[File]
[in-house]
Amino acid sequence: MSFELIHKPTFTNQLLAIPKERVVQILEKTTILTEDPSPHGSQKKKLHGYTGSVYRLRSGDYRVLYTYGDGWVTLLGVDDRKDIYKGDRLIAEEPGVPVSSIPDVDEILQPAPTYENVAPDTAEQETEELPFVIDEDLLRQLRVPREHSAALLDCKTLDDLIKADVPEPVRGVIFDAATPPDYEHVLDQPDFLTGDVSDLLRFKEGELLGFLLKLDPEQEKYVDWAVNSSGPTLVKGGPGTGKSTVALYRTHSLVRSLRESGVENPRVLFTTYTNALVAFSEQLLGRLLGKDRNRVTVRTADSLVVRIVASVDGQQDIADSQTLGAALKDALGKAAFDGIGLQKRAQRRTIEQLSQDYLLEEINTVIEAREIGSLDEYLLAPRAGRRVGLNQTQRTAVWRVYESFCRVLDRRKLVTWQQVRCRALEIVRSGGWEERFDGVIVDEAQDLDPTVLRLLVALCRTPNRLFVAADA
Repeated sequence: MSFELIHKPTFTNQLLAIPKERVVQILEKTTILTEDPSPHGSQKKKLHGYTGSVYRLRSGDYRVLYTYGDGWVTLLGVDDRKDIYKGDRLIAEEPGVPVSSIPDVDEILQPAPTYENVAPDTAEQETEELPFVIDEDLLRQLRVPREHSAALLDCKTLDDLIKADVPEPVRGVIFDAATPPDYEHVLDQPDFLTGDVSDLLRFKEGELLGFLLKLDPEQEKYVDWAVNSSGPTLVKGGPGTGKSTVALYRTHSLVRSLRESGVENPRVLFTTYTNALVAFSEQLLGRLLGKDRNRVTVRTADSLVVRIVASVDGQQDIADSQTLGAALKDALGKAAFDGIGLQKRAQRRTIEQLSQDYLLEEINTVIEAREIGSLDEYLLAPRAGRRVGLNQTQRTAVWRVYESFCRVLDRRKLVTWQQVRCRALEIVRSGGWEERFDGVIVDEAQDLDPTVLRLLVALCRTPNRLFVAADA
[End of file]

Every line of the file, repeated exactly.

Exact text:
[in-house]
Amino acid sequence: MSFELIHKPTFTNQLLAIPKERVVQILEKTTILTEDPSPHGSQKKKLHGYTGSVYRLRSGDYRVLYTYGDGWVTLLGVDDRKDIYKGDRLIAEEPGVPVSSIPDVDEILQPAPTYENVAPDTAEQETEELPFVIDEDLLRQLRVPREHSAALLDCKTLDDLIKADVPEPVRGVIFDAATPPDYEHVLDQPDFLTGDVSDLLRFKEGELLGFLLKLDPEQEKYVDWAVNSSGPTLVKGGPGTGKSTVALYRTHSLVRSLRESGVENPRVLFTTYTNALVAFSEQLLGRLLGKDRNRVTVRTADSLVVRIVASVDGQQDIADSQTLGAALKDALGKAAFDGIGLQKRAQRRTIEQLSQDYLLEEINTVIEAREIGSLDEYLLAPRAGRRVGLNQTQRTAVWRVYESFCRVLDRRKLVTWQQVRCRALEIVRSGGWEERFDGVIVDEAQDLDPTVLRLLVALCRTPNRLFVAADA
Repeated sequence: MSFELIHKPTFTNQLLAIPKERVVQILEKTTILTEDPSPHGSQKKKLHGYTGSVYRLRSGDYRVLYTYGDGWVTLLGVDDRKDIYKGDRLIAEEPGVPVSSIPDVDEILQPAPTYENVAPDTAEQETEELPFVIDEDLLRQLRVPREHSAALLDCKTLDDLIKADVPEPVRGVIFDAATPPDYEHVLDQPDFLTGDVSDLLRFKEGELLGFLLKLDPEQEKYVDWAVNSSGPTLVKGGPGTGKSTVALYRTHSLVRSLRESGVENPRVLFTTYTNALVAFSEQLLGRLLGKDRNRVTVRTADSLVVRIVASVDGQQDIADSQTLGAALKDALGKAAFDGIGLQKRAQRRTIEQLSQDYLLEEINTVIEAREIGSLDEYLLAPRAGRRVGLNQTQRTAVWRVYESFCRVLDRRKLVTWQQVRCRALEIVRSGGWEERFDGVIVDEAQDLDPTVLRLLVALCRTPNRLFVAADA